About Peking Glass
Peking Glass otherwise known as Chinese Overlay Carved Glass (Tao Liao Ping in Chinese) is similar in production process to French Cameo Glass, for instance, but it is very different in size and functionality, subject matter and, most of all, design concept.
Snuff bottles, vases, bowls and lidded or open jars.
Traditional types of base glass colors are: Opaque white Pearl white (clear with white snowy speckles) Clear Imperial yellow (also known as chicken-fat yellow) Wine red (transparent)
Contemporary glass colors use black, dark red and other base colors.
Bright colors, such as green, red, yellow and blue, are usually found in overlay glass. White and dark brown can sometimes be found as well. The overlay is usually thin in order to keep the delicate shape of the bottles.
The classic subject matters vary from flowers, landscape, mystical creatures, symbols, animals, and people. Other subjects, such as birds, dragonflies, grasshoppers, napa cabbages, oxen, horses, trees and grass are also popularly depicted.
Signatures or Marks
In China’s history, craftsmen’s names were never known. The artists were not to sign their names on their pieces even if they could be considered master craftsmen and fine artists by today’s standards. It is very rare to find maker’s names left on any ancient craft pieces, such as pottery, textile, furniture, and glass. Therefore, craft pieces were only labeled with the workshop name. In the case of the pieces produced by the Qing Dynasty Imperial Workshops, they were always labeled with the emperor’s regimen name, such as Kangxi, Qianlong, or Jiaqing, etc. Peking Glass as a form of art reached its peak during the Qianlong era. Many of the works produced thereafter are copies of earlier masterpieces. Even contemporary works with new designs often bear the Qianlong mark. Nevertheless, the royal labels do not mean original imperial work.
HOW: Peking Glass is a form of art that starts with a one-color glass base, dipped into contrasting colored glass, one layer at a time. The artist then carves away portions of the overlaid glass to reveal layers of other colors underneath, but as particular designs. It is a lengthy and tedious process that is time consuming and labor intensive. However, the result is exquisite, unlike carved glass from other countries and regions.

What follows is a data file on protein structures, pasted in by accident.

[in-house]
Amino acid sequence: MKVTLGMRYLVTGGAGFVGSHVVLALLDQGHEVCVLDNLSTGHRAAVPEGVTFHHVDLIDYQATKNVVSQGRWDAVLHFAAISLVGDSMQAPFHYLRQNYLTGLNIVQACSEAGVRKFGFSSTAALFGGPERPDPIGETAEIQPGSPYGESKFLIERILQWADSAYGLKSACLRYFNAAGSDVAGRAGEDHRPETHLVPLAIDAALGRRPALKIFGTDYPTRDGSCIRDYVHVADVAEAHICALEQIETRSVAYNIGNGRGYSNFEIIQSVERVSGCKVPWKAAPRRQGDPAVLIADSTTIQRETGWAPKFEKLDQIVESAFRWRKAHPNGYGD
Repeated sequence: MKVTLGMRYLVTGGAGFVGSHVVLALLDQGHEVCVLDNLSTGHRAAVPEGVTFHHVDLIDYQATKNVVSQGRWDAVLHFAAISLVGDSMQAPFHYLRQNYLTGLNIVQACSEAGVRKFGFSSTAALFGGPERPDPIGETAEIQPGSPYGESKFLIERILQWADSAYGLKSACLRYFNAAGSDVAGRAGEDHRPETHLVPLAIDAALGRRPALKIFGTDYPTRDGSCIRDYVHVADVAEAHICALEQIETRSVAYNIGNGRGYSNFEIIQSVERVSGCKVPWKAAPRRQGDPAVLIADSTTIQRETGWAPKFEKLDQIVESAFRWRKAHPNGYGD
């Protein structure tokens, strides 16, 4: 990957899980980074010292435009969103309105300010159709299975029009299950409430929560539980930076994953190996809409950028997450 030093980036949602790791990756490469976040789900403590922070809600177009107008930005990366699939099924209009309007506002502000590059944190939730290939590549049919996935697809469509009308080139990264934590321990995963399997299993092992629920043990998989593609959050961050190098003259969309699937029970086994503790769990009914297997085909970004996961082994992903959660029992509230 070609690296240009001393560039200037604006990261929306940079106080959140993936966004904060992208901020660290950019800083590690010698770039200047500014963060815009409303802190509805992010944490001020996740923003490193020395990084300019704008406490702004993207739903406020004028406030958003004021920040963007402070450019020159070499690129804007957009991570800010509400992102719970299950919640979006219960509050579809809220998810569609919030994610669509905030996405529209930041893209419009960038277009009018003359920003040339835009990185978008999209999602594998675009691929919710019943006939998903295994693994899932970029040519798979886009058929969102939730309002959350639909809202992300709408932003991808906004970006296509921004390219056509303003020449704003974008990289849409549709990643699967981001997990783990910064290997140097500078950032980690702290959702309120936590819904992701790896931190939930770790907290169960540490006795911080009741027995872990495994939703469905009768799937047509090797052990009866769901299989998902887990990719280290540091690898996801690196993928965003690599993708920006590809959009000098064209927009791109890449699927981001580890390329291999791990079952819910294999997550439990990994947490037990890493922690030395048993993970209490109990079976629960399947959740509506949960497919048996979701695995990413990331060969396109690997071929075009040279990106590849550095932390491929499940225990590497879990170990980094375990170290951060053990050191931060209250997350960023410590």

WHERE: Peking Glass snuff bottles originated in the Imperial Forbidden City. The glass factory that produced Peking Glass was established in 1696, under the direction of Kilian Stumpf (1655-1720), a Jesuit missionary who studied theology in Mainz and went on a mission to China in 1688.
WHEN: Qing Dynasty (1644-1912) during the reign of Emperor Kangxi (1662-1722), when the western habit of consuming (snuffing) powder-formed tobacco was gaining popularity in high society in China. imperial arts and crafts, like Peking Glass, made during middle to late Qing Dynasty had a quality of extreme refinement.
WHY: The Imperial Workshop produced tiny decorative snuff bottles for the royal family to use as receptacles for this powered form of tobacco. The snuff bottles were also presented by royals as gifts to ministers of the royal court and foreign diplomats. Snuff bottles were made of various types of materials, such as, cloisonné, exotic woods, porcelain, jade, crystal, agate, other semi-precious stones and glass. Most of the early snuff bottles were made of Peking Glass.
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